Blomberg, Kos, and Spagnuolo et al. investigated the impact of neoadjuvant ICB therapy on mechanisms of tumor immunosuppression. In ICB-refractory primary and metastatic breast mouse models mimicking the poor ICB response in patients with breast cancer, combined anti-PD-1/anti-CTLA-4 treatment stimulated Treg proliferation and activation in the tumor, tumor-draining lymph nodes, and blood. Treg depletion during neoadjuvant ICB resulted in sustained increases in activated CD8+ T and NK cells, which significantly prolonged survival due to metastases, without inhibiting primary tumor growth, suggesting Treg targeting could improve neoadjuvant ICB.
Contributed by Katherine Turner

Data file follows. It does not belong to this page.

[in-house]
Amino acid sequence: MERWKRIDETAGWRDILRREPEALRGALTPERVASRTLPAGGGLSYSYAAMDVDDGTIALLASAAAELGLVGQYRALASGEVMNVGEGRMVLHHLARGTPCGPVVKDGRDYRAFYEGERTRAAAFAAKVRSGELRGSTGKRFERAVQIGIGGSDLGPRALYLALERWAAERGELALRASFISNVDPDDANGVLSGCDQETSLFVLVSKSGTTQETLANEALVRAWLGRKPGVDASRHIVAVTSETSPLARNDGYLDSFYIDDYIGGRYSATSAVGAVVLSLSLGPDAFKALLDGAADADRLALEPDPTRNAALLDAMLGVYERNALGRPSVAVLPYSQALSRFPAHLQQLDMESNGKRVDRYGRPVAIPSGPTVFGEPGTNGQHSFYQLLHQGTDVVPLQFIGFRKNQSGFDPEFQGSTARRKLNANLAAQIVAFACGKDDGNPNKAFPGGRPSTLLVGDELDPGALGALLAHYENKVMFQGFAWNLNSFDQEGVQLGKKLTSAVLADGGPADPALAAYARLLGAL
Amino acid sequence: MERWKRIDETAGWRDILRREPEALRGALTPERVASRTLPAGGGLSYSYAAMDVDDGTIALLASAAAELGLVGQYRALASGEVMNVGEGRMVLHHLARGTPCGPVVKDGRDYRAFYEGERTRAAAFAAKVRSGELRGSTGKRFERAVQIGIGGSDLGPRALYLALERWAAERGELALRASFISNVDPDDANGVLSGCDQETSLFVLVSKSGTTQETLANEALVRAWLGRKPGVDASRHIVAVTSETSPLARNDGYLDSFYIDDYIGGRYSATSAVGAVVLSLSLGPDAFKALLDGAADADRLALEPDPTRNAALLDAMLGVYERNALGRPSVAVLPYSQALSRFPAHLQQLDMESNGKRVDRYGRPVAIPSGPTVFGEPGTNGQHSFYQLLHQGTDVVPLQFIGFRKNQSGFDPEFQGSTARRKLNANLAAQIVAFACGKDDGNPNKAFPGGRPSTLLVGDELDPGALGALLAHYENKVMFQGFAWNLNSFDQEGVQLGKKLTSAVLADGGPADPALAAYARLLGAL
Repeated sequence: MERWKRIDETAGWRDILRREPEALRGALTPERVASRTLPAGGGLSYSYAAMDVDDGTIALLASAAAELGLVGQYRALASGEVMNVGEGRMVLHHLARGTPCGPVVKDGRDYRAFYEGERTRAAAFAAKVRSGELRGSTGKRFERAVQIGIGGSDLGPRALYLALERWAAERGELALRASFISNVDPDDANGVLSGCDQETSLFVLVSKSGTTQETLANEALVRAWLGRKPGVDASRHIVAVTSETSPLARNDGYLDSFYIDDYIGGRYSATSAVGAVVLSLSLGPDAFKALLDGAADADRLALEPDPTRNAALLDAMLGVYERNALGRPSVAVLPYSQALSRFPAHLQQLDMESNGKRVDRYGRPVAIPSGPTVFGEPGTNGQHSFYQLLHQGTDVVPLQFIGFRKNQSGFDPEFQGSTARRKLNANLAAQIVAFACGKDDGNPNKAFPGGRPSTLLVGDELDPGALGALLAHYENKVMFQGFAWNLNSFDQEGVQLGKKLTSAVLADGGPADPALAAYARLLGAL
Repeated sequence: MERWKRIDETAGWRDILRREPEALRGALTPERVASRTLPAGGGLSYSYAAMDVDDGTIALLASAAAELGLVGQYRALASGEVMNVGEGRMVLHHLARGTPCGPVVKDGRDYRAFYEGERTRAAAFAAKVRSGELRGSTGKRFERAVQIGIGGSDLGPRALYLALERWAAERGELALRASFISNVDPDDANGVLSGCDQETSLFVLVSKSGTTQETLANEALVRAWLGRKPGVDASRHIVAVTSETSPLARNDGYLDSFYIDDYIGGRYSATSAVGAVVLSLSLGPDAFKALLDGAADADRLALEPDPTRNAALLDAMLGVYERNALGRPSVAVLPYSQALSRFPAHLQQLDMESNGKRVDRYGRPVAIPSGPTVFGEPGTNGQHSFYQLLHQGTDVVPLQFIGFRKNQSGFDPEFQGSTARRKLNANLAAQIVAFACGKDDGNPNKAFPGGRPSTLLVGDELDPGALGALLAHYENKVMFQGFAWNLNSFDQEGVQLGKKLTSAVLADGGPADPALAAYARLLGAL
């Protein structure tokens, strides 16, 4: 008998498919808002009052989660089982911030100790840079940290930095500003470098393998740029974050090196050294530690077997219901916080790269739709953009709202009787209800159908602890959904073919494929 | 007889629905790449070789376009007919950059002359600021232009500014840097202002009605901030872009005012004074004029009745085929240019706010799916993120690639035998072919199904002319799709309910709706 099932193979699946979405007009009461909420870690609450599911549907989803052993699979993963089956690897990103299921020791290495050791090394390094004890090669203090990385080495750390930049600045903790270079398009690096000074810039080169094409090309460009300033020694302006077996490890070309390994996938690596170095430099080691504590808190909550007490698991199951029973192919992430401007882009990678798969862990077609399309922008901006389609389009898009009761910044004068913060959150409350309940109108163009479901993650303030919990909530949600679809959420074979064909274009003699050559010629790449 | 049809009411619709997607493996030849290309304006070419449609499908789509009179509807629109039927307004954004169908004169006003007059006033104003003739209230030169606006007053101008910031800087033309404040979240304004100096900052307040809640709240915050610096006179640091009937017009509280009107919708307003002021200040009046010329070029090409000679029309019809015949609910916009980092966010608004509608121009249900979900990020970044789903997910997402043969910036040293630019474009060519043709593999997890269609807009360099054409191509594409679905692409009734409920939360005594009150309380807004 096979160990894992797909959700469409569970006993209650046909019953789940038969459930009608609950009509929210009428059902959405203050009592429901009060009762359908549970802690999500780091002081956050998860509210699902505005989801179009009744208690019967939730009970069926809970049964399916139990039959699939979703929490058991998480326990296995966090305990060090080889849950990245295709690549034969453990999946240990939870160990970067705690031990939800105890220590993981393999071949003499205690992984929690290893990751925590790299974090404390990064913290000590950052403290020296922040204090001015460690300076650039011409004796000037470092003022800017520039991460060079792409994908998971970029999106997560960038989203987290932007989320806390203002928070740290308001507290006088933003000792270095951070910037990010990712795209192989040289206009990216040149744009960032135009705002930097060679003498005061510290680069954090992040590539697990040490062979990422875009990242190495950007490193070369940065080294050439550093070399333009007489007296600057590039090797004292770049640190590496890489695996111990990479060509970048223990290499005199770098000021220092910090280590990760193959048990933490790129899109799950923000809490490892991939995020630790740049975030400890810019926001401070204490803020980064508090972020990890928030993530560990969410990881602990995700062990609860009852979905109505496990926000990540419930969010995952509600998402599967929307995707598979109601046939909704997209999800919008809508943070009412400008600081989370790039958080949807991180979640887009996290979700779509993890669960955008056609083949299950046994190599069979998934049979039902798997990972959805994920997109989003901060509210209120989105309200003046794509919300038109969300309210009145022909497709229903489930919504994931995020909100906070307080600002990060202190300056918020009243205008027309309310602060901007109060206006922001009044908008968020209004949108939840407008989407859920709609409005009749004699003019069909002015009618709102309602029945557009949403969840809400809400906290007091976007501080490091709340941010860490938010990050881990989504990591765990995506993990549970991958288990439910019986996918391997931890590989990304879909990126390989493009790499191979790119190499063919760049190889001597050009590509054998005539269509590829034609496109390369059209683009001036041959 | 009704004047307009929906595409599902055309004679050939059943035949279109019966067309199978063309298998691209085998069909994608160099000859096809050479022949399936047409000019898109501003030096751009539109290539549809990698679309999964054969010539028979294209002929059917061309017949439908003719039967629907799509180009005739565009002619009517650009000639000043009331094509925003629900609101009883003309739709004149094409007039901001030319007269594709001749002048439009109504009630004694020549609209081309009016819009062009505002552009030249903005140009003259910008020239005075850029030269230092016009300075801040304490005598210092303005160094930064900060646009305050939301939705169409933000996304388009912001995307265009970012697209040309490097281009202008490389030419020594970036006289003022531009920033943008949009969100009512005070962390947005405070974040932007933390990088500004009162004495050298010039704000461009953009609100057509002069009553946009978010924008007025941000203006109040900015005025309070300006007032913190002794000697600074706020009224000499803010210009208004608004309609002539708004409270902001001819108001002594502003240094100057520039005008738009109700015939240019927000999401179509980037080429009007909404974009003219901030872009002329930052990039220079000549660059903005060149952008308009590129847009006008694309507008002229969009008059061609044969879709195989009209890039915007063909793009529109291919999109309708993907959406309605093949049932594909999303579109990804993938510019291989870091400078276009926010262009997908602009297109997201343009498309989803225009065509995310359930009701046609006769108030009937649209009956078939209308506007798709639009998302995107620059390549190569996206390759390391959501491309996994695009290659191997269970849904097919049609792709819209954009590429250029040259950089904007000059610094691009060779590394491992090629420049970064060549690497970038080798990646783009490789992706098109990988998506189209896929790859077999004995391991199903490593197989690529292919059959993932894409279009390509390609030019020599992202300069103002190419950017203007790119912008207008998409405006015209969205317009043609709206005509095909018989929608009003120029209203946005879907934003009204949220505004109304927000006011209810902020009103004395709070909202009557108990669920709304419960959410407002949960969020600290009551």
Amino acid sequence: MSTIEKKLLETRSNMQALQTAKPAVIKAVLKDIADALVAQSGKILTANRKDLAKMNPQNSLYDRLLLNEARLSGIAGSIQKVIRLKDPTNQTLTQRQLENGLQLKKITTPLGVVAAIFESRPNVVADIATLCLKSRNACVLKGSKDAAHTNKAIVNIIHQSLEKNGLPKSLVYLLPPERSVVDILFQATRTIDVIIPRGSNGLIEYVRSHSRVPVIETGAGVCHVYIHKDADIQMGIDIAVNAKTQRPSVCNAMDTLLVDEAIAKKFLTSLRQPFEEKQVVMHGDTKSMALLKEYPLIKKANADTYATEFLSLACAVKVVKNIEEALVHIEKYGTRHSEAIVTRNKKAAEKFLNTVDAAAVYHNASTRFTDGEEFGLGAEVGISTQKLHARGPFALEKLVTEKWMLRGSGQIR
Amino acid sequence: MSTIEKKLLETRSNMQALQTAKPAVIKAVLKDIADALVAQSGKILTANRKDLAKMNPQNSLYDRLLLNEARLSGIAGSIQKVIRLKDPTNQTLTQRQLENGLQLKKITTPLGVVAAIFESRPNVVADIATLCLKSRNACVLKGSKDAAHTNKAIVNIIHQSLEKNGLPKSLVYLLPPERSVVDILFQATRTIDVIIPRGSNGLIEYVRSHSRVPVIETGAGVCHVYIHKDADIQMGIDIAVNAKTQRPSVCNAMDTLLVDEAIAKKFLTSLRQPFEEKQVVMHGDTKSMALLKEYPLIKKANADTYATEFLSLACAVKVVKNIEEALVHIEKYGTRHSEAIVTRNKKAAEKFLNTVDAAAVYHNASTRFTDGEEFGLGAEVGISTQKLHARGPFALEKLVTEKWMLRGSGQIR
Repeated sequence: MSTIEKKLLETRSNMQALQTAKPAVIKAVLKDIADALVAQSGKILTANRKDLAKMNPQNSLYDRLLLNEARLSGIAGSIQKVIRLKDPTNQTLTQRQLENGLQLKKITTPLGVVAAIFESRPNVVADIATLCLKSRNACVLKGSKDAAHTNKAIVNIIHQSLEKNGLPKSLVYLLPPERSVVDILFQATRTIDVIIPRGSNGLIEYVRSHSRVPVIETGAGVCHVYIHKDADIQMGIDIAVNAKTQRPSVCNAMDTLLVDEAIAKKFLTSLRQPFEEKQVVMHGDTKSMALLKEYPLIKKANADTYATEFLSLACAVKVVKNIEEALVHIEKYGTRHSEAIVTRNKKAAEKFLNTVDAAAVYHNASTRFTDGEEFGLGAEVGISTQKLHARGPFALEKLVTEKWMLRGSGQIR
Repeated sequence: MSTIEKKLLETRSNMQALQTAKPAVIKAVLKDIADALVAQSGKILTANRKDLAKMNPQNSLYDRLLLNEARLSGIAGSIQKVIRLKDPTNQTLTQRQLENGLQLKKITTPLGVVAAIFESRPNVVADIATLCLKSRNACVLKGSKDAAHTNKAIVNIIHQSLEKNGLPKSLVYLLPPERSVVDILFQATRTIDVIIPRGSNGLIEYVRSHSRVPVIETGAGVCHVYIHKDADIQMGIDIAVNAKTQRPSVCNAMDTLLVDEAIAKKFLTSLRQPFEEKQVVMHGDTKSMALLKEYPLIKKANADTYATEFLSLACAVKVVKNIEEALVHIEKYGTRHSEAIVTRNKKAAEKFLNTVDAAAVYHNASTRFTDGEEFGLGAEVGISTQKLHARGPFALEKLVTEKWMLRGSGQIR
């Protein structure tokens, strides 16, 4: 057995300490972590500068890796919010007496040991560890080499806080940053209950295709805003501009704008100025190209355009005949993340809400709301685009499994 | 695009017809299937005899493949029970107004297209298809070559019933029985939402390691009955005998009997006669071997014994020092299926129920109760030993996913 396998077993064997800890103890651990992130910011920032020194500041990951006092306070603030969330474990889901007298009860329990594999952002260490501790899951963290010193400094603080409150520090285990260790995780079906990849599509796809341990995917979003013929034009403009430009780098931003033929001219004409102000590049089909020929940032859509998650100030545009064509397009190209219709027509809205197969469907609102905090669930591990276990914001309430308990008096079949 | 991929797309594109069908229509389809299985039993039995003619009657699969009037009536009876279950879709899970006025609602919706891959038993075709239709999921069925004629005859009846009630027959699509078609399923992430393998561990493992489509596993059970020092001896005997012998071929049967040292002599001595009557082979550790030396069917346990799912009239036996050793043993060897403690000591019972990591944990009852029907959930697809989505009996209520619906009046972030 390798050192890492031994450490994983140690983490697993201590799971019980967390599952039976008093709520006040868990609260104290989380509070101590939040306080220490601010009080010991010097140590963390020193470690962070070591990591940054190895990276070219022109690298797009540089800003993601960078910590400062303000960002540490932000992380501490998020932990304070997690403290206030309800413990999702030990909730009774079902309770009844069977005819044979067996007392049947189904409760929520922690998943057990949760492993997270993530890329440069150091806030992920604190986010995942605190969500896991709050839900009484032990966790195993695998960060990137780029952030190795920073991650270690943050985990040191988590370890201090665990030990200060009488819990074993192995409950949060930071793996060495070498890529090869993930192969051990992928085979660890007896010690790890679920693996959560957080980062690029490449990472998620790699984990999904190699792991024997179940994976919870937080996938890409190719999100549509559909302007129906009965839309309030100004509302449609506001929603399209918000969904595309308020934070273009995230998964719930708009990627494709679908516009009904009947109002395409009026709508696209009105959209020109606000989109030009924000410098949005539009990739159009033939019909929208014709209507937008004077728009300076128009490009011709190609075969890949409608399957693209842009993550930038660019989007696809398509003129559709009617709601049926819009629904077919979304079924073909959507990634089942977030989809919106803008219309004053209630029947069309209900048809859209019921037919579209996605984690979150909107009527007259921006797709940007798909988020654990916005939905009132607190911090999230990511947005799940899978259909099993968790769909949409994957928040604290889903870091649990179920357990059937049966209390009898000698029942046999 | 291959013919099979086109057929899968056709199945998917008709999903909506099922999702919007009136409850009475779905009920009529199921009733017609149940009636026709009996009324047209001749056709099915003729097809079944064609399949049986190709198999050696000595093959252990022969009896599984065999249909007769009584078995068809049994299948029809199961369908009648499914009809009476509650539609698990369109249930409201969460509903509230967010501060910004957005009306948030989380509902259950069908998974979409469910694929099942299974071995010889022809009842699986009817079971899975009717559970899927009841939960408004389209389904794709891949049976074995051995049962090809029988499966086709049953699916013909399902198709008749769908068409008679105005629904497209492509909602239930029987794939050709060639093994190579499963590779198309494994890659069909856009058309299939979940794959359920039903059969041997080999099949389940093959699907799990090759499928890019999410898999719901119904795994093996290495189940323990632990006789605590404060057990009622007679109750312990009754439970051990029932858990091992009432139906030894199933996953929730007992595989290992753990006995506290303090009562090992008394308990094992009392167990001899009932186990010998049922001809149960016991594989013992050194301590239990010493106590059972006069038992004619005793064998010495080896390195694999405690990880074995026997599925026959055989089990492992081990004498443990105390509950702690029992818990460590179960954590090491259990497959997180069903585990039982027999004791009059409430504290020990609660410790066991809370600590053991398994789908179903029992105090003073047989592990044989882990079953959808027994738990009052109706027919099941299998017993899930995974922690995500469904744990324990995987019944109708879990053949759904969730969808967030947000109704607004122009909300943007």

ABSTRACT: The clinical successes of immune checkpoint blockade (ICB) in advanced cancer patients have recently spurred the clinical implementation of ICB in the neoadjuvant and perioperative setting. However, how neoadjuvant ICB therapy affects the systemic immune landscape and metastatic spread remains to be established. Tumors promote both local and systemic expansion of regulatory T cells (T(regs)), which are key orchestrators of tumor-induced immunosuppression, contributing to immune evasion, tumor progression and metastasis. T(regs) express inhibitory immune checkpoint molecules and thus may be unintended targets for ICB therapy counteracting its efficacy. Using ICB-refractory models of spontaneous primary and metastatic breast cancer that recapitulate the poor ICB response of breast cancer patients, we observed that combined anti-PD-1 and anti-CTLA-4 therapy inadvertently promotes proliferation and activation of T(regs) in the tumor, tumor-draining lymph node and circulation. Also in breast cancer patients, T(reg) levels were elevated upon ICB. Depletion of T(regs) during neoadjuvant ICB in tumor-bearing mice not only reshaped the intratumoral immune landscape into a state favorable for ICB response but also induced profound and persistent alterations in systemic immunity, characterized by elevated CD8+ T cells and NK cells and durable T cell activation that was maintained after treatment cessation. While depletion of T(regs) in combination with neoadjuvant ICB did not inhibit primary tumor growth, it prolonged metastasis-related survival driven predominantly by CD8+ T cells. This study demonstrates that neoadjuvant ICB therapy of breast cancer can be empowered by simultaneous targeting of T(regs,) extending metastasis-related survival, independent of a primary tumor response.